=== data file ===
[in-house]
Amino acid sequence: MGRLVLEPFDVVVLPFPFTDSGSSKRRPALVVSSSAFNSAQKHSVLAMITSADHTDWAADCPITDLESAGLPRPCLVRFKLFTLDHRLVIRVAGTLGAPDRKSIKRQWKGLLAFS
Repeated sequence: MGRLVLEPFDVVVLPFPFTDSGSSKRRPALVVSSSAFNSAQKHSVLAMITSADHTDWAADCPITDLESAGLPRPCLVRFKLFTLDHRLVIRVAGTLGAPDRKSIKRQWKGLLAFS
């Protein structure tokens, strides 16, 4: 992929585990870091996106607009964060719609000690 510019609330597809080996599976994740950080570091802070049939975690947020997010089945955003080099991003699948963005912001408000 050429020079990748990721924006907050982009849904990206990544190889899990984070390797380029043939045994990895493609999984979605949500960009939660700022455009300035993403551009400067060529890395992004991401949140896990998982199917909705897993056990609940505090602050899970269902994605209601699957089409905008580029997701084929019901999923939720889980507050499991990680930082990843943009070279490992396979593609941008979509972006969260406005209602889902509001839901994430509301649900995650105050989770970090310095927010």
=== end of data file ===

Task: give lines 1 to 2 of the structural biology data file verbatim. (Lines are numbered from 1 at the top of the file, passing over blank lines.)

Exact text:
[in-house]
Amino acid sequence: MGRLVLEPFDVVVLPFPFTDSGSSKRRPALVVSSSAFNSAQKHSVLAMITSADHTDWAADCPITDLESAGLPRPCLVRFKLFTLDHRLVIRVAGTLGAPDRKSIKRQWKGLLAFS